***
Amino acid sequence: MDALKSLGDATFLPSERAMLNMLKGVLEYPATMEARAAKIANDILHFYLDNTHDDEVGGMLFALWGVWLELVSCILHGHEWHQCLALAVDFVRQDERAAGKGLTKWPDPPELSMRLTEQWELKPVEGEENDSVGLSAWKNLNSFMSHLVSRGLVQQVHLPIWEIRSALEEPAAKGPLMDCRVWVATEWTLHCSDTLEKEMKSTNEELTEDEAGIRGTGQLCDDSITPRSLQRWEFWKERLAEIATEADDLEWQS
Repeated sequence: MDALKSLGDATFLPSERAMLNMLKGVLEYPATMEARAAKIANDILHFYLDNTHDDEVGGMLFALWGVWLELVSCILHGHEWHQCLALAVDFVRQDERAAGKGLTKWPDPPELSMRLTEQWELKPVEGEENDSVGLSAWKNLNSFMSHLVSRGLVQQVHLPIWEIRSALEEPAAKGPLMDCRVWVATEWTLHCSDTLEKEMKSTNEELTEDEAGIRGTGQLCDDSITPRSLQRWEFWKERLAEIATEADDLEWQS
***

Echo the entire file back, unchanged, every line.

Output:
Amino acid sequence: MDALKSLGDATFLPSERAMLNMLKGVLEYPATMEARAAKIANDILHFYLDNTHDDEVGGMLFALWGVWLELVSCILHGHEWHQCLALAVDFVRQDERAAGKGLTKWPDPPELSMRLTEQWELKPVEGEENDSVGLSAWKNLNSFMSHLVSRGLVQQVHLPIWEIRSALEEPAAKGPLMDCRVWVATEWTLHCSDTLEKEMKSTNEELTEDEAGIRGTGQLCDDSITPRSLQRWEFWKERLAEIATEADDLEWQS
Repeated sequence: MDALKSLGDATFLPSERAMLNMLKGVLEYPATMEARAAKIANDILHFYLDNTHDDEVGGMLFALWGVWLELVSCILHGHEWHQCLALAVDFVRQDERAAGKGLTKWPDPPELSMRLTEQWELKPVEGEENDSVGLSAWKNLNSFMSHLVSRGLVQQVHLPIWEIRSALEEPAAKGPLMDCRVWVATEWTLHCSDTLEKEMKSTNEELTEDEAGIRGTGQLCDDSITPRSLQRWEFWKERLAEIATEADDLEWQS